DC Council member David Grosso confirms he was sexually abused by Catholic priest as a child

By Tom Jackman
March 18, 2020

Councilmember David Grosso (centre) had previously kept his identity in the case underwraps

[with video]

‘Though the deep scars remain, I largely believed this incident was behind me, especially after I underwent intensive therapy in the 1990s,’ says Grosso

After a former Catholic priest from northern Virginia was accused of sexual abuse that occurred in the 1980s, and his arrest was announced Monday, DC Councilmember David Grosso said he was the victim. Mr Grosso said the opening of an investigation into his childhood trauma played heavily into his decision not to seek another term on the city council.

The alleged abuser, Scott Asalone, 63, is the former rector of St Francis de Sales Catholic Church in Purcellville, Virginia, and more recently a management consultant and bookstore owner in Asbury Park, New Jersey. He was a member of the Capuchin Friars order who was removed from public ministry in 1993 and dismissed from the friars in 2007, according to records released last year by the Catholic Diocese of Arlington. The diocese included Asalone’s name in a list of all clergy credibly accused of child sexual abuse in northern Virginia.

Asalone was the first person indicted as a result of an investigation by the Virginia Attorney general’s office and Virginia State Police into Catholic clergy abuse, after the Pennsylvania attorney general in 2018 uncovered hundreds of unprosecuted cases and more than 1,000 child victims.

A multi-jurisdictional grand jury met in Fairfax County last week, Democratic Attorney General Mark Herring’s office said Monday, and issued an indictment Thursday charging Asalone with one felony count of carnal knowledge of a minor between 13 and 15 years old. The victim is identified in the indictment as “D.G.,” which said that the abuse occurred between April and September of 1985 when Mr Grosso was 14 and Asalone was 29.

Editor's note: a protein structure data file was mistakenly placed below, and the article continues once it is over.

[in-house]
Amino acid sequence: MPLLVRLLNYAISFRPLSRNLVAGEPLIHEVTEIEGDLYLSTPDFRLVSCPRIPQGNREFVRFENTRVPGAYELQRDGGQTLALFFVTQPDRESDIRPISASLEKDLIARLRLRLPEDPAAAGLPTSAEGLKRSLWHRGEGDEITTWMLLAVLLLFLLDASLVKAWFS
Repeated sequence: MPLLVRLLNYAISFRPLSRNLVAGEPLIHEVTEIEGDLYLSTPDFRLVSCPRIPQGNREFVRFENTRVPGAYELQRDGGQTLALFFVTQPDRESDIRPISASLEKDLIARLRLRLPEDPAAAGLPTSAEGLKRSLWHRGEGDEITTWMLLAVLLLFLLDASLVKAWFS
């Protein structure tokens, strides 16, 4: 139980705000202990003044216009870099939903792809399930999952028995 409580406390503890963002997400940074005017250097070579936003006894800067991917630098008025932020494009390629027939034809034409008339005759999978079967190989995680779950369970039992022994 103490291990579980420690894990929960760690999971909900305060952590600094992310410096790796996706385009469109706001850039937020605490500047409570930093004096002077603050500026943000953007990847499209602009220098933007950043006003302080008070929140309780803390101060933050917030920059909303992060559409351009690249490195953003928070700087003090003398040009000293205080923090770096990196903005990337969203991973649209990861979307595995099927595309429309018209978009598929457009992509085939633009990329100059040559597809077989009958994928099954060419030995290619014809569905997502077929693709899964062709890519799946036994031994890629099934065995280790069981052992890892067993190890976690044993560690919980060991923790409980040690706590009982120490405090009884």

Asalone was taken into custody Saturday in New Jersey, Herring’s office said, and is awaiting extradition to Virginia. After Herring’s office made the announcement Monday, Mr Grosso, issued a statement about the arrest of a former clergyman for criminal sexual abuse of a minor. “The minor he assaulted was me,” said Grosso, I-at large.

“This occurred during a very difficult time of my life,” Mr Grosso said in the statement. “Though the deep scars remain, I largely believed this incident was behind me, especially after I underwent intensive therapy in the 1990s.”

Mr Grosso said investigators in Virginia had recently obtained the Catholic Diocese of Arlington’s internal file on his case, contacted him several times in the past year and asked him to testify before the grand jury in Fairfax. “I did so,” Mr Grosso said, “only to prevent Mr. Asalone from ever hurting another child.”

Mr Grosso apparently reported the incident to the Catholic Church in the 1990s and received a financial settlement at the time. In 2015, when Mr Grosso was pushing for legislation to expand the statute of limitations in Washington for civil claims in sexual abuse cases, he told WAMU that “I had a situation happen to me when I was a teenager, so it’s personal for me.”

Mr Grosso said that because he reported the abuse “in my early 20s and told my family about it, the reality was that there was nothing we could do because the statute of limitations in Virginia was so low that I couldn’t go after them in a court”.

Mr Grosso told WAMU that he received a settlement and that the priest was removed from the church but faced no legal consequences. Virginia has a two-year statute of limitations for filing civil actions in personal injury cases. The state has no statute of limitations on felony crimes.


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